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A case for shutting down BSNL

India’s public-sector telecom operator BSNL traces its history back to the telegraph days. It’d have also been relegated to a relic of the past by now just like the telegraph, had it not been for the government bailouts and privileges it enjoys. According to Kotak Institutional Equities, its accumulated operating losses had crossed Rs 90,000 crore by March 2019 and it made further losses of Rs 39,000 crore from April-December 2019. Aircel, a private telecom operator had to file for bankruptcy because it had an operating loss of Rs 120 crore, a number that looks meagre in front of BSNL’s losses.

So, what’s the raison d’être for BSNL’s existence? Is it providing access to people who are poor or are in remote areas? If you leave out wired broadband in which BSNL enjoys an unfair advantage over its competitors owing to preferential treatment, that is not the case either. In 2011, TRAI had raised an issue with the then government’s decision to designate BSNL as the executing agency for National Optical Fibre Network (later renamed as BharatNet) but the government went ahead regardless. It was not until late 2017 that private providers like Jio and Airtel were allowed to purchase bandwidth from the fibre network set up by BharatNet.

On what turned out to be a not-so-auspicious occasion of Gandhi Jayanti for me, I applied for a BSNL Bharat Fiber connection which is the only one available in my hometown of Motihari, five hours away from the nearest airport in Patna. I was notified that their sales service would get back to me soon (how soon was unspecified, and intentional now that I think). I received no response for weeks. More than five visits to the BSNL office and three weeks later, a private subcontractor who enjoys a monopoly having been designated by BSNL officials as the contact point, showed up at my door.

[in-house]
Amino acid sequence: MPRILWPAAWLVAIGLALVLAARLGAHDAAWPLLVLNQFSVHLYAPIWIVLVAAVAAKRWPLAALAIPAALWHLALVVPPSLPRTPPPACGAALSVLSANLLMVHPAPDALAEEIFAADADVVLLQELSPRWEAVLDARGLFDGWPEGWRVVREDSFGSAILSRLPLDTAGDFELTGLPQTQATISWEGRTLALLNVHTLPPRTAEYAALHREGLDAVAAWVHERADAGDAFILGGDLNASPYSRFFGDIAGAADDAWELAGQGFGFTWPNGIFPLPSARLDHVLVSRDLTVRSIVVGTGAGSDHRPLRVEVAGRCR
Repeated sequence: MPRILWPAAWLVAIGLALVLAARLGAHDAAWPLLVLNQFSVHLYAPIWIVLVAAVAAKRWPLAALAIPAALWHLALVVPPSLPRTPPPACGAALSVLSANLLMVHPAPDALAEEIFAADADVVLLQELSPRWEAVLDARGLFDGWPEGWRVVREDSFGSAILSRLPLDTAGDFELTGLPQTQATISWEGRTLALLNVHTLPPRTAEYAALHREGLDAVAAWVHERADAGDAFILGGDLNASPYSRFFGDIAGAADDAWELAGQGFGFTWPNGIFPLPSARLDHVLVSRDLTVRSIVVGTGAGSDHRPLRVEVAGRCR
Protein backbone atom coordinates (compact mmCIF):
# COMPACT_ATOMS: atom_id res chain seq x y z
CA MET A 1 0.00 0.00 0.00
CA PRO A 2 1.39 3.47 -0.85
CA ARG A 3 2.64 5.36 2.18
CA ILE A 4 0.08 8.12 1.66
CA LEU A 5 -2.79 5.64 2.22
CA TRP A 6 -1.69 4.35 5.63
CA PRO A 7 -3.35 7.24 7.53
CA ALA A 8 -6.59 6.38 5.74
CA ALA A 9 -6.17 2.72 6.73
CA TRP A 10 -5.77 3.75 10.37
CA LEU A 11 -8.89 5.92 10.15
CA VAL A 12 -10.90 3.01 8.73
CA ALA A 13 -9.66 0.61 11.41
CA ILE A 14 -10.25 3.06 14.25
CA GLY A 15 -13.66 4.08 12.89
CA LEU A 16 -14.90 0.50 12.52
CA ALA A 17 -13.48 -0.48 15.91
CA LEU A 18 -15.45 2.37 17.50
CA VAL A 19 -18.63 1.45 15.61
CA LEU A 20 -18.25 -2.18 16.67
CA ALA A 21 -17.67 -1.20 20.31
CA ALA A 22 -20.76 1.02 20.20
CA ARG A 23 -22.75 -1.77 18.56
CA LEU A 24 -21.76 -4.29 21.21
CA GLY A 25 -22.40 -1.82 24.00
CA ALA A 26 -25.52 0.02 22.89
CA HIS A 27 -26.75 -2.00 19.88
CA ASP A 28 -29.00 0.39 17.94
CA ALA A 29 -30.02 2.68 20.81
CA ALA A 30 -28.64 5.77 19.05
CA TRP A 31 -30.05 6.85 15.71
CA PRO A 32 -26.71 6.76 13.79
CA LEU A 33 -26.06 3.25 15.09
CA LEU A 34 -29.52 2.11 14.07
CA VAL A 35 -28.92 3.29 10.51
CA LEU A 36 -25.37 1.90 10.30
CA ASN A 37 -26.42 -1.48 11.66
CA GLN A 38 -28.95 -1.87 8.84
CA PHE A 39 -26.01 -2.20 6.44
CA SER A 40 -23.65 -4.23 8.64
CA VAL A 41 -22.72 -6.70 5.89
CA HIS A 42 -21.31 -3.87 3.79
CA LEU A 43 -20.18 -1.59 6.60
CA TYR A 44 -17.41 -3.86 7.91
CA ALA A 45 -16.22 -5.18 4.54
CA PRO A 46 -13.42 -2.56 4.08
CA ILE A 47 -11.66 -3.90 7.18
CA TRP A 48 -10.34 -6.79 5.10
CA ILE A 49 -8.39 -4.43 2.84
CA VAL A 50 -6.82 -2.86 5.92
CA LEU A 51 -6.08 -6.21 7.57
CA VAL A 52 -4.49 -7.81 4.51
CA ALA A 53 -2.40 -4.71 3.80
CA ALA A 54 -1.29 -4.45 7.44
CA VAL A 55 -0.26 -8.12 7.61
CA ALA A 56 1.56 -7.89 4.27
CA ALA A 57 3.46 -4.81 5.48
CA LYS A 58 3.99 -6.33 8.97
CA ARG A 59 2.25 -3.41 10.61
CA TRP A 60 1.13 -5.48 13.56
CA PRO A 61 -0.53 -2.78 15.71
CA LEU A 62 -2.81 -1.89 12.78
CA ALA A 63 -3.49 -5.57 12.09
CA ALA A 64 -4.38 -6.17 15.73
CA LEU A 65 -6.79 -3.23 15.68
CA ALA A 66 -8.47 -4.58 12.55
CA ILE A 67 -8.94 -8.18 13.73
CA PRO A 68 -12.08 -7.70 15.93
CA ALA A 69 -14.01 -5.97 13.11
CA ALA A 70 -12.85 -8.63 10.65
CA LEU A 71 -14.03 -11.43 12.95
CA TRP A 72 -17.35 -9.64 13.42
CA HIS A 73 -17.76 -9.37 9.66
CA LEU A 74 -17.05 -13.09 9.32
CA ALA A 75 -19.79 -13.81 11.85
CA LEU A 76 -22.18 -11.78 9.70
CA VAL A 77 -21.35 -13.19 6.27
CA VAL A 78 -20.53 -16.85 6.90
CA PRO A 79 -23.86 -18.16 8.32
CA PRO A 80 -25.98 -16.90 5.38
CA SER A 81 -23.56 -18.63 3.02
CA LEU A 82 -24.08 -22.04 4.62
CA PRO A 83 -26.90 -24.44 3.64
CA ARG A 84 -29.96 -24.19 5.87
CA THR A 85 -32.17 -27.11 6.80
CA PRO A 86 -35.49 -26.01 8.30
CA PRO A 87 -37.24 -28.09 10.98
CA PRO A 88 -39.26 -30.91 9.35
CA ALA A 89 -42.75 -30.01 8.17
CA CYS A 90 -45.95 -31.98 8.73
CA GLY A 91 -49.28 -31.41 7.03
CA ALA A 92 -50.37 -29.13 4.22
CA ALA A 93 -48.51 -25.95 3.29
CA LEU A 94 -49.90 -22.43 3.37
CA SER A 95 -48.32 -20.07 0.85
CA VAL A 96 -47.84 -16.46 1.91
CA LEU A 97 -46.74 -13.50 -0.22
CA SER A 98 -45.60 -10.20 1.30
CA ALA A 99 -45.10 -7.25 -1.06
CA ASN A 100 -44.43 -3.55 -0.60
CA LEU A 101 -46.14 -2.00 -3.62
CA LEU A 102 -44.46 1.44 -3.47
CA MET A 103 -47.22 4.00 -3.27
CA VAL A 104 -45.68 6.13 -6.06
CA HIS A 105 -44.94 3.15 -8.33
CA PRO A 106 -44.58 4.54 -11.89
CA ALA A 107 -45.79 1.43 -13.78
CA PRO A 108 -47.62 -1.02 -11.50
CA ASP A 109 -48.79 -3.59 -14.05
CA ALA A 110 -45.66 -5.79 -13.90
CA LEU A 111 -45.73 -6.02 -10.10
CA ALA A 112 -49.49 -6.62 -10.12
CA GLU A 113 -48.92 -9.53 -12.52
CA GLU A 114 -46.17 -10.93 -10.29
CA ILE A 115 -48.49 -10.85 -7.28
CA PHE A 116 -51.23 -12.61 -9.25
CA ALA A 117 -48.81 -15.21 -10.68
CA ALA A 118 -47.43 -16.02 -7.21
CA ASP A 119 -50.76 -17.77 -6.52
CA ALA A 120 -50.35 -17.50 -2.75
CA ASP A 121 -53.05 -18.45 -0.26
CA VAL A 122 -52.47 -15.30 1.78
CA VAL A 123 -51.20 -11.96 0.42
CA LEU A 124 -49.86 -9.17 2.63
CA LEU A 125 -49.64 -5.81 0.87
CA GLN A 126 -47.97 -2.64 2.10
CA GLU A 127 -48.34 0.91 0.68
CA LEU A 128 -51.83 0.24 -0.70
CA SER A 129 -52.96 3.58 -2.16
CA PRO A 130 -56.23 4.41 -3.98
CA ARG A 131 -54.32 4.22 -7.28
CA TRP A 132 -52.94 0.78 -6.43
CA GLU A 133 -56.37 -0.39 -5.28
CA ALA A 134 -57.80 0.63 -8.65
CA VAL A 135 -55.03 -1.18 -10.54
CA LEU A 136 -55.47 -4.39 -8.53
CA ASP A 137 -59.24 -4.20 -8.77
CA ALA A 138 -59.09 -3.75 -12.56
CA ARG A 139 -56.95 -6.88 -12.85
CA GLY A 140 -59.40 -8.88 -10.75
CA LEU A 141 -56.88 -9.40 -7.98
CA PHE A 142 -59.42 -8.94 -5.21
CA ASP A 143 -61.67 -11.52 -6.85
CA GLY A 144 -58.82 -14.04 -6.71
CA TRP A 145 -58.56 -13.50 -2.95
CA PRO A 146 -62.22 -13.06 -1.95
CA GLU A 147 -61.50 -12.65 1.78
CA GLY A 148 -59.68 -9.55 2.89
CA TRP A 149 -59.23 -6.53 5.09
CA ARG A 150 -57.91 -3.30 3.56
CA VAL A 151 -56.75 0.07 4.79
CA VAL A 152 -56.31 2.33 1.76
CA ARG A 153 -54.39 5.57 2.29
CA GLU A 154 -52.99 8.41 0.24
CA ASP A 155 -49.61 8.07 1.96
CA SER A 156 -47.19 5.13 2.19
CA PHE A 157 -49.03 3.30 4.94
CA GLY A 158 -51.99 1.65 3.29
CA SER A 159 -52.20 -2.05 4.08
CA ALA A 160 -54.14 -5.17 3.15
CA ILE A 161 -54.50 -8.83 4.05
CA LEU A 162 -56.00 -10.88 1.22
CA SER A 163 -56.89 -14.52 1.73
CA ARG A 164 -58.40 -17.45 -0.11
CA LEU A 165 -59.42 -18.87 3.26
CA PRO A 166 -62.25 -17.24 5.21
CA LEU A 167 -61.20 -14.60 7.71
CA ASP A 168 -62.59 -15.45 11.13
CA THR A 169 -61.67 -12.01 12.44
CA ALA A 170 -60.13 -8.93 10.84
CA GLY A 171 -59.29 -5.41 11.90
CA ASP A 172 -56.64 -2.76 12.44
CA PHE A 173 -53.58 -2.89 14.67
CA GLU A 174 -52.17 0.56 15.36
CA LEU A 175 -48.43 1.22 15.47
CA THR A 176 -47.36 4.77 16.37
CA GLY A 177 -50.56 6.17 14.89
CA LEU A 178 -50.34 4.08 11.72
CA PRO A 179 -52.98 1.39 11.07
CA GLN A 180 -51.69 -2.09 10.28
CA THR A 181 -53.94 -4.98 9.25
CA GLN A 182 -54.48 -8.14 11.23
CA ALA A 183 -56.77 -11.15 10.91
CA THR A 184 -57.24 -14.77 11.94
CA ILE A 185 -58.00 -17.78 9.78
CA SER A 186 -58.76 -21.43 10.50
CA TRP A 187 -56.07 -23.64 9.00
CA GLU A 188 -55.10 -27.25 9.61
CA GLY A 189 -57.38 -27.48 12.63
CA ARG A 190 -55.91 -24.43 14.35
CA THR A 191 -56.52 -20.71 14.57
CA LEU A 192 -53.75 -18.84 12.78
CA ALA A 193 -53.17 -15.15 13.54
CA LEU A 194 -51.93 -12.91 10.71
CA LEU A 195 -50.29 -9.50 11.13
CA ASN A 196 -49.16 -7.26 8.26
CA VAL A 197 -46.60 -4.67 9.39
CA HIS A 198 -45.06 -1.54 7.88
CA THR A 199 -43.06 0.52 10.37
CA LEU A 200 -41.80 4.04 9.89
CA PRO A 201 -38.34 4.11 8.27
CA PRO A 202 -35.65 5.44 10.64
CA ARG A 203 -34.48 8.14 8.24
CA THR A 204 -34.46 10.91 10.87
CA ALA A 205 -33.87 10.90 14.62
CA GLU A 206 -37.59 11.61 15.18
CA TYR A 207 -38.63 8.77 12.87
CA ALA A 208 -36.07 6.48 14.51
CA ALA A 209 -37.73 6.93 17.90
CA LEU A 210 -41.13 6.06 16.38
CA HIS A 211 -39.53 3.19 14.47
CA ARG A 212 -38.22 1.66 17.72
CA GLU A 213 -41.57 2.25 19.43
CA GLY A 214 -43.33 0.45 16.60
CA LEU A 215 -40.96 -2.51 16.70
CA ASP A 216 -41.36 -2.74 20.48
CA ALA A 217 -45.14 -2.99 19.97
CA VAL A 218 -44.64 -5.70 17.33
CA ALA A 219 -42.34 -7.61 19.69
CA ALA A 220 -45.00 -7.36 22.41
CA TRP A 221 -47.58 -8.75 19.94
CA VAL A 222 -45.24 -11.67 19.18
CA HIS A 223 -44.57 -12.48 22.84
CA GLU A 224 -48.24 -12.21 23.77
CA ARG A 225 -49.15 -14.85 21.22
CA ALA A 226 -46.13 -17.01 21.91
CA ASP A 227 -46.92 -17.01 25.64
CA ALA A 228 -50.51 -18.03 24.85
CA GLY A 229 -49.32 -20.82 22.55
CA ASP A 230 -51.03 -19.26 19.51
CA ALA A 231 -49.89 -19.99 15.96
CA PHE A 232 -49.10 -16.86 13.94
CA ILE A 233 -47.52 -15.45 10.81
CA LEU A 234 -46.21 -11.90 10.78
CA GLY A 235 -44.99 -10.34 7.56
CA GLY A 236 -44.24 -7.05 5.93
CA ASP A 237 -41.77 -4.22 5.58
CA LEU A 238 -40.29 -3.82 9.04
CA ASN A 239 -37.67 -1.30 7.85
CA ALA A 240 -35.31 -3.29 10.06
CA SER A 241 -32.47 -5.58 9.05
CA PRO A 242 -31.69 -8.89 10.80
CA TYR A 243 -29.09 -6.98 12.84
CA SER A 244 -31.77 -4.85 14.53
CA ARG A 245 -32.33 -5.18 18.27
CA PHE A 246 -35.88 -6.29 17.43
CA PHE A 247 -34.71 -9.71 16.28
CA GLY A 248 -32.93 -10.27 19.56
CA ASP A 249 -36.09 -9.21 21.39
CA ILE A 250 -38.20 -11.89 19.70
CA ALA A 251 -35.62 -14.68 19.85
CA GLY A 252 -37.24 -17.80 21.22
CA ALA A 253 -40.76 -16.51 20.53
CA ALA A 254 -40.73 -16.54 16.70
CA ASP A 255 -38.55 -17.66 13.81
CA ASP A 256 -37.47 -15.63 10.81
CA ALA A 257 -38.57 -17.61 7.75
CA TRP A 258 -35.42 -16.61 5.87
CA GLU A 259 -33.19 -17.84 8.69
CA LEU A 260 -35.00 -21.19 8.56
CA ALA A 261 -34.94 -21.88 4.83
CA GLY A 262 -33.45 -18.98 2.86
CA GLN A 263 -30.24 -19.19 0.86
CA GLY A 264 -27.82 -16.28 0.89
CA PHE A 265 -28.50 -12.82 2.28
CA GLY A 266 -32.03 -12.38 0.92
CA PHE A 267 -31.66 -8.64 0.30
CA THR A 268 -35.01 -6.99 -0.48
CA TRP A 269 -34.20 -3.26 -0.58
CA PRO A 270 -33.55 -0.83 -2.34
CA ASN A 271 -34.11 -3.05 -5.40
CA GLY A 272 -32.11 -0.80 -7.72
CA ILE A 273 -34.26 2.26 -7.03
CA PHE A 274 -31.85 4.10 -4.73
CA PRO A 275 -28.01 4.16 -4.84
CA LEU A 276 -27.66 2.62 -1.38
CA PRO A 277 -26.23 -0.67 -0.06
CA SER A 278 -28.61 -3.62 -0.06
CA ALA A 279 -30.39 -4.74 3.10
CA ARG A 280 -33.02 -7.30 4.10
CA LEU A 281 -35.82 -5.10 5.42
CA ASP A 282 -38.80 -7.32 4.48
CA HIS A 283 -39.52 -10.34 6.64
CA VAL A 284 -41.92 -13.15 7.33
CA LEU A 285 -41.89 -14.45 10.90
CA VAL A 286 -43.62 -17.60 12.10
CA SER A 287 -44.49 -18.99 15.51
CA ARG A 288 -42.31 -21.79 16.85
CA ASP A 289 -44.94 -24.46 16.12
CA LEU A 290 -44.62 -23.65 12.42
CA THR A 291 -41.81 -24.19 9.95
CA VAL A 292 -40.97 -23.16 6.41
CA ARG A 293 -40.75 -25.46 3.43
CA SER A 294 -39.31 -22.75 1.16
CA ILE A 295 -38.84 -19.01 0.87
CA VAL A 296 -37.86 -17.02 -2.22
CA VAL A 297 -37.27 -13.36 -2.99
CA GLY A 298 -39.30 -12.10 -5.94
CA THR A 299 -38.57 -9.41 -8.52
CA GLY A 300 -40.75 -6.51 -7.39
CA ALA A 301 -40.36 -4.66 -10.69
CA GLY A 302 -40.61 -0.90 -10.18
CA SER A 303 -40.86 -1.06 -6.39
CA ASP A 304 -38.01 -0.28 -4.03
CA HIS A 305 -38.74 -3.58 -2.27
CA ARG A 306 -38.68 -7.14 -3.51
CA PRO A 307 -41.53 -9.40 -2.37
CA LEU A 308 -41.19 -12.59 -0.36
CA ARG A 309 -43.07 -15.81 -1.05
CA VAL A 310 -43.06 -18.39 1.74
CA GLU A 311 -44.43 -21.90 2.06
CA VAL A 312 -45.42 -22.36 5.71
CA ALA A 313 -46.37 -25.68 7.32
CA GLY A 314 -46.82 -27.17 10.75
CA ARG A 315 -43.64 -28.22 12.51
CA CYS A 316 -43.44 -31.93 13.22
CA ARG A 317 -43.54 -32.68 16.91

For less than a third of subscribers that Airtel has, BSNL has more than 12 times the number of employees that Airtel employs. But it still outsources a lot of its work to subcontractors. The subcontractor demanded Rs 5,500 for the connection while the official communication I had received from BSNL said that I didn’t need to pay in advance for subscription or installation. I was promised installation in four days and when it didn’t happen for over a month, he had a plethora of excuses to explain it. First, it was Bihar polls, then it was Diwali, Chitragupta Puja and Chhath. The onus was always on me to be in contact with the BSNL office and the subcontractor. It took me over 45 days to get the activation email from BSNL and they haven’t yet installed the device. Close to two months on, numerous visits and immense mental tribulations later, I still don’t have a connection. I missed my exams, and now my placement interviews seem to be on a cliffhanger.

In an eerie reminder of the license-raj era, an acquaintance had applied for a broadband connection in the summer of 2016 and hasn’t gotten it yet notwithstanding the fact that he filed several complaints and the DSL service he applied for is itself out of touch with the fast-paced technological changes now.